• Student Voice & Choice - Students must exercise their judgment, making decisions about how they learn and demonstrate their knowledge/skills.

  • Reflection - Students continuously reflect on their learning and the progress of their inquiry.

  • Critique & Revision - In order to produce high quality work, student projects are critiqued by peers, teachers, outside adults and experts in order to continually revise their work.

  • Public Product - Students make their product or presentation public by sharing it with an audience beyond the classroom.

As the Buck Institute for Education notes, PBL projects empower children to make a difference in their own and others’ lives, one of our key overarching goals for Lamar students. As students learn with and from experts and organizations, they also develop important executive functioning skills, the “set of processes that all have to do with managing oneself and one's resources in order to achieve a goal. It is an umbrella term for the neurologically-based skills involving mental control and self-regulation” (Cooper-Kahn & Dietzel, 2008, p. 9).

The steps involved in Project-Based Learning closely overlap with those involved in civic engagement, namely posing a meaningful question, investigating that question in multiple ways, then communicating the fruits of their inquiry to an authentic audience.

PBL units are taught during Literacy, Science and/or Social Studies blocks, depending on the specific focus of the curricular unit.

One of the key instructional features of Project-Based Learning is the Catch and Release or Release and Catch strategy. Teachers use the catch-and-release technique after they introduce a new skill or concept, releasing students to work on their own. As they monitor students’ independent or group work, teachers “catch” the students again when necessary in order to reteach a skill or re-explain a concept, releasing them afterward to continue practicing on their own. In contrast, the release-and-catch method of instruction asks students to problem-solve prior to whole group instruction. As the teacher observes students grappling with a challenging concept, s/he “catches” them to address any misconceptions and provide direct instruction. In either strategy, teachers need to keep their talk time to a minimum to maximize the amount of time that students have to think and do (Berger, Rugen & Woodfin, 2014).

PBL serves as the primary structure for addressing Civic Engagement. The curricular units that Lamar teachers design provide opportunities for students to identify injustices and issues that are important in their lives; frame researchable questions; study the issue in depth, including social actions that students can and do take to improve their own lives and/or the life of affected communities; and reflect on the results of their efforts to make a difference in their own and others' lives.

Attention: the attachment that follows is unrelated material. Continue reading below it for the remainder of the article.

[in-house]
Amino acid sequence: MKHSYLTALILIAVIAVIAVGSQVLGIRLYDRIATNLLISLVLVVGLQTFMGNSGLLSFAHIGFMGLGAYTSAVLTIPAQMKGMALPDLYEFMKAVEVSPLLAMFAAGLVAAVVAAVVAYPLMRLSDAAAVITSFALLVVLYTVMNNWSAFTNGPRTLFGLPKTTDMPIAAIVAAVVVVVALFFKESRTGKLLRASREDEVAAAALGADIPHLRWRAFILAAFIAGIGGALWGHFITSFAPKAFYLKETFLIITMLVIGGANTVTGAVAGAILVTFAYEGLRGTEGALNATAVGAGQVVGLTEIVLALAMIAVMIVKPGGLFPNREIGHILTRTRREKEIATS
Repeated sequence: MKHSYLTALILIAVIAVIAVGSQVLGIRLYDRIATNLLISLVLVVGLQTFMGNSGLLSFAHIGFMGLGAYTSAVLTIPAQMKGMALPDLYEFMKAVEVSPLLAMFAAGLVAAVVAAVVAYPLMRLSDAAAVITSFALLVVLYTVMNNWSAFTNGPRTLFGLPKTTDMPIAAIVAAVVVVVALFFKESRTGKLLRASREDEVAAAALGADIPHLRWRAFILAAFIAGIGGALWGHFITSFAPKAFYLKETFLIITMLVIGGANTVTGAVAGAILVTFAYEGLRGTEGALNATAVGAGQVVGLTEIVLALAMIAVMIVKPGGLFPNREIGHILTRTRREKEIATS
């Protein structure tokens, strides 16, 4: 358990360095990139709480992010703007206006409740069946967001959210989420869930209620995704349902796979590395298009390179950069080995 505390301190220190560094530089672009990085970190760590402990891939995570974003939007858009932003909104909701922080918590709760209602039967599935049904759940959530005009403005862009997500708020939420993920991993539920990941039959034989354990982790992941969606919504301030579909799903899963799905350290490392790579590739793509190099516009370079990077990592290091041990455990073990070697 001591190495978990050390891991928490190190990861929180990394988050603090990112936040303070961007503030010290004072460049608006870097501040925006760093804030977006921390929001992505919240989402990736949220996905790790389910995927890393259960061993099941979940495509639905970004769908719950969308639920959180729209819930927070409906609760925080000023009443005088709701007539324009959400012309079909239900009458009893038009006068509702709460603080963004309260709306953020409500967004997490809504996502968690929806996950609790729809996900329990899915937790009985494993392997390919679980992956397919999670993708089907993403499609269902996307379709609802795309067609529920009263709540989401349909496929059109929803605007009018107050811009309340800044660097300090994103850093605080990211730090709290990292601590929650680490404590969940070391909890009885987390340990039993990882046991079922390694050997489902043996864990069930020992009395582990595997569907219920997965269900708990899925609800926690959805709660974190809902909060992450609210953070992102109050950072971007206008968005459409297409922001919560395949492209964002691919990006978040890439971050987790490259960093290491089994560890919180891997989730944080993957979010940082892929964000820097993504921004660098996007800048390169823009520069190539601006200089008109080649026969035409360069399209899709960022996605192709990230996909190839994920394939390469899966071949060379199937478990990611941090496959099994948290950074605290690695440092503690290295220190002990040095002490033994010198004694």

Several examples of recent PBL units at Lamar include:

  • The National Wildlife Federation recently designated San Antonio as the first monarch butterfly “champion city” in the United States. In order to live up to our city’s designation, last fall Lamar’s third graders planned and built four raised flower beds in the front of our school. Then our kindergartners became monarch experts, studying the plants that monarchs need on their journey to/from Mexico. They planted the gardens with monarch-friendly plants and held a community event to help the entire neighborhood learn more about monarchs and what individual citizens can do to support butterflies.

  • Savvy Surfers - This fall our fourth graders became savvy internet surfers. By engaging in research to solve a common childhood problem, head lice, students soon realized different websites were giving them conflicting information. Students then studied fact and opinion and author's purpose to decide which websites were giving them the best advice. Students studied other sites and worked together to develop criteria to evaluate websites for truthfulness. We then brainstormed who else we thought should know this important information, and students created infographics to share their knowledge about the validity of websites with younger students at our school and families at a Lamar Elementary parent coffee. Through this unit they gained critical thinking skills and became wise consumers of information.